Completely out of the blue, I chanced to look in the paper's Arts section and there it was -- an article about Tift Merritt in concert the next night. Well, of course, I ran around like my head was cut-off trying to arrange a babysitter, buy tickets, etc. Oh yeah, and keep it all a secret from my wife! But it all worked out and we found ourselves sitting down for a luxury dinner in a swank new downtown "Jazz Dinner Club" called Anthology. It was magnificent, and small enough that there wasn't a bad seat in the house. Of course we were seated about TEN FEET from the stage! ;-)
So how was it? After my lil' mini-review last week, it just seemed so ironic that I would now get the chance to see her perform. In general, it was a great concert ... but she didn't play my favorite song, "Late Night Pilgrim"?! So that tainted an otherwise wonderful experience, and for the rest of the evening I had the missing song in my head as if to make-up for it's absence.
One problem for me with attending live concerts -- and here comes the "technical" aspect -- is that I have over a decade of experience in live music and concert sound. I spent all five years of college, in fact, working as one of the 'lead' soundmen for the University's Associated Student Body. And so I have a hard time listening to live music without noticing myriad little details about the sound production. True to form, at last night's concert I kept wincing every time the organist swamped the mix, or Tift would get too close to her mike and overload it with false 'basso' (which is what happens when you hog a mike). I actually wondered if the venue was too small to have a proper mixing post, that the 'mains' were being handled remotely by the backstage mixing board. But at the very end of the concert, during the presentation of the band, Tift also thanked her soundman and pointed him out in the back of the club (behind me). So maybe part of the problem was the unfamiliar environment and PA. And, to be honest, the mix definitely improved as the night went on though the organ was problematic throughout.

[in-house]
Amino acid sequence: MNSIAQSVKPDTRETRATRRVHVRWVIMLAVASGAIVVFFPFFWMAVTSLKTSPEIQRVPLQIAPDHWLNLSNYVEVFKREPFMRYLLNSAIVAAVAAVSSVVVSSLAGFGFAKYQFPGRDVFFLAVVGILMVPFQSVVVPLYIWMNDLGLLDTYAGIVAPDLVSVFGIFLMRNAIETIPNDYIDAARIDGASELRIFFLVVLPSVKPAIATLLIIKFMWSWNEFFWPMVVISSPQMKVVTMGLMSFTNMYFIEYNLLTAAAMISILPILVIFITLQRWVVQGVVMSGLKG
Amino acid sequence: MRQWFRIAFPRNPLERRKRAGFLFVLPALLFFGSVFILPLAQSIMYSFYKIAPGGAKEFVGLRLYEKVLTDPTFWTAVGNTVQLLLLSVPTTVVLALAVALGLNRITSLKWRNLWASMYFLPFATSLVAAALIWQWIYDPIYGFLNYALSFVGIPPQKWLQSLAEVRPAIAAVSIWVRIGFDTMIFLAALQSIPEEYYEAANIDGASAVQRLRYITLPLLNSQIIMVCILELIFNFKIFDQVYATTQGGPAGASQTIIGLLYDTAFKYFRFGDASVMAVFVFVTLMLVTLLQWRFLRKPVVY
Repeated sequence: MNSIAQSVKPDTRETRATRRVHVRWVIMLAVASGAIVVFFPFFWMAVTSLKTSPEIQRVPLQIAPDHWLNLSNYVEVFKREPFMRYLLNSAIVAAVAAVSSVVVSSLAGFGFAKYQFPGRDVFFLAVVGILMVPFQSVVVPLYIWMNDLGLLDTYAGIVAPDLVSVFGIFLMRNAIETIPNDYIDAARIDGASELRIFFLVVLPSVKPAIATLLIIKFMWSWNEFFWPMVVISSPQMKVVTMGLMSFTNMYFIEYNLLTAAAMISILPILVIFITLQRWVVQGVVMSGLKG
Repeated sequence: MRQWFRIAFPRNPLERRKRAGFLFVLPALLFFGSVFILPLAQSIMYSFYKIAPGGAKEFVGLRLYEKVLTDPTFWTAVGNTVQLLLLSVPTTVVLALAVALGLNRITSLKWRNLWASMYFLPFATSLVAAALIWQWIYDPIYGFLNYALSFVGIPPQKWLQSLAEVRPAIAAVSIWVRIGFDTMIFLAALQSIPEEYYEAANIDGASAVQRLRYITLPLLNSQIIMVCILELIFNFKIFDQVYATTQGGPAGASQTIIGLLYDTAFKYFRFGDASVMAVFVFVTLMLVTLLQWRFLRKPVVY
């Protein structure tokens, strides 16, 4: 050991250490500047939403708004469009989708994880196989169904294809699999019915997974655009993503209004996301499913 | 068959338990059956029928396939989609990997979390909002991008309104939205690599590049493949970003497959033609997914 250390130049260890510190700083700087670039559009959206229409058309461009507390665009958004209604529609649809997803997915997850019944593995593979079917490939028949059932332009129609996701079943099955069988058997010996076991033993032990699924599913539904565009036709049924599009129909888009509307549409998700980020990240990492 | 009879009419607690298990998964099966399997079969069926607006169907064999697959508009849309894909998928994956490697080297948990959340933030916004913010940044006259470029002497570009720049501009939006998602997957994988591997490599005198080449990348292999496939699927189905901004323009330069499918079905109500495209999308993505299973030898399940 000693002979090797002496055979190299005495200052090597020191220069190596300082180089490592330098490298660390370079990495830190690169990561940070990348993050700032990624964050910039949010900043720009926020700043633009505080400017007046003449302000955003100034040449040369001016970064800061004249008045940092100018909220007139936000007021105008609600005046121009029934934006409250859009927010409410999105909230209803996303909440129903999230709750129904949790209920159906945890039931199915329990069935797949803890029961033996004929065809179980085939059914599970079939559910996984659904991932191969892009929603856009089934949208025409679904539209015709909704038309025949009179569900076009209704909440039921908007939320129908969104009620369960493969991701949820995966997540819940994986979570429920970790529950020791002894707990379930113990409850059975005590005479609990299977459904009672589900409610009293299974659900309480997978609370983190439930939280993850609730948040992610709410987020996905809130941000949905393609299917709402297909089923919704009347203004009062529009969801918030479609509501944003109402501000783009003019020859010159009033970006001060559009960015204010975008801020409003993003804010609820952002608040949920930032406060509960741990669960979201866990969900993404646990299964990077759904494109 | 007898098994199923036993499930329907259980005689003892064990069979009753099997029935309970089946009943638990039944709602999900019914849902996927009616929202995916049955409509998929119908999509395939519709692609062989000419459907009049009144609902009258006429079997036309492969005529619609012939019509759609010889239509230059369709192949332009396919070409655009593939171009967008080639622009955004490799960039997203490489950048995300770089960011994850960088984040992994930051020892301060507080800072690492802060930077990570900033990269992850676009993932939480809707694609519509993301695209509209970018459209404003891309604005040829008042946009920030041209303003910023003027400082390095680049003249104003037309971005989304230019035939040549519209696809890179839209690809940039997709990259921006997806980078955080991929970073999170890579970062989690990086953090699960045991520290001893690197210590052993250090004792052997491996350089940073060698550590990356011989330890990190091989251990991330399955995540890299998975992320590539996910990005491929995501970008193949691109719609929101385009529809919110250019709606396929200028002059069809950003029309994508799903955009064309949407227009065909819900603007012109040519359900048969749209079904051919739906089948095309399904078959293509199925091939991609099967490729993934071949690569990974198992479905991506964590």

Finally, I want to mention the guitarist. Before leaving for the concert I reviewed my initial post, where my closing comment was a criticism of "uninspired studio musicians" especially the guitar. Well the newspaper article said that she did, in fact, have a regular band -- sorry! But it did not mention a regular guitarist, so I think my criticism of the studio recording's guitarist probably still holds true, i.e., he/she was not someone with long acquaintance with Tift. I don't know if the guitarist I saw perform last night was the same person who recorded on the album. But he did let loose a bit, shred it up on a couple of opening tunes. So I was satisfied!